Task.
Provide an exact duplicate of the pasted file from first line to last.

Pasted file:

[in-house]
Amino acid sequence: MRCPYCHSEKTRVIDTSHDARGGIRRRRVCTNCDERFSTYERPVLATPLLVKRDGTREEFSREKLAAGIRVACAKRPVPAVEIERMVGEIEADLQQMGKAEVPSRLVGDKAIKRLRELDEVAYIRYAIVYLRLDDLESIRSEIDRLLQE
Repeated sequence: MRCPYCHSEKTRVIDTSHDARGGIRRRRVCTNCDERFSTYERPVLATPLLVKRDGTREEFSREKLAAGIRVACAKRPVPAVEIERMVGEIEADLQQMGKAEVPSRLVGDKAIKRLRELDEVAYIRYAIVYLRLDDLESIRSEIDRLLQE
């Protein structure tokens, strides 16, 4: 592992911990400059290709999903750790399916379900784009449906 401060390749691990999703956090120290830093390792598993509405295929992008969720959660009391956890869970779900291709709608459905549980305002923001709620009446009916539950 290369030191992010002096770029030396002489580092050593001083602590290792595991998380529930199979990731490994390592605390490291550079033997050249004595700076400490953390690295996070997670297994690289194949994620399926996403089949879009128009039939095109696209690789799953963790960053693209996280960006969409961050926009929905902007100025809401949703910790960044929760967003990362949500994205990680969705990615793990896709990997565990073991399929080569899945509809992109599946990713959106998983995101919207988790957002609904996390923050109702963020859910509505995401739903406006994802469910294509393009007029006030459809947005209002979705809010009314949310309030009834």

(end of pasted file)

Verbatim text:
[in-house]
Amino acid sequence: MRCPYCHSEKTRVIDTSHDARGGIRRRRVCTNCDERFSTYERPVLATPLLVKRDGTREEFSREKLAAGIRVACAKRPVPAVEIERMVGEIEADLQQMGKAEVPSRLVGDKAIKRLRELDEVAYIRYAIVYLRLDDLESIRSEIDRLLQE
Repeated sequence: MRCPYCHSEKTRVIDTSHDARGGIRRRRVCTNCDERFSTYERPVLATPLLVKRDGTREEFSREKLAAGIRVACAKRPVPAVEIERMVGEIEADLQQMGKAEVPSRLVGDKAIKRLRELDEVAYIRYAIVYLRLDDLESIRSEIDRLLQE
């Protein structure tokens, strides 16, 4: 592992911990400059290709999903750790399916379900784009449906 401060390749691990999703956090120290830093390792598993509405295929992008969720959660009391956890869970779900291709709608459905549980305002923001709620009446009916539950 290369030191992010002096770029030396002489580092050593001083602590290792595991998380529930199979990731490994390592605390490291550079033997050249004595700076400490953390690295996070997670297994690289194949994620399926996403089949879009128009039939095109696209690789799953963790960053693209996280960006969409961050926009929905902007100025809401949703910790960044929760967003990362949500994205990680969705990615793990896709990997565990073991399929080569899945509809992109599946990713959106998983995101919207988790957002609904996390923050109702963020859910509505995401739903406006994802469910294509393009007029006030459809947005209002979705809010009314949310309030009834």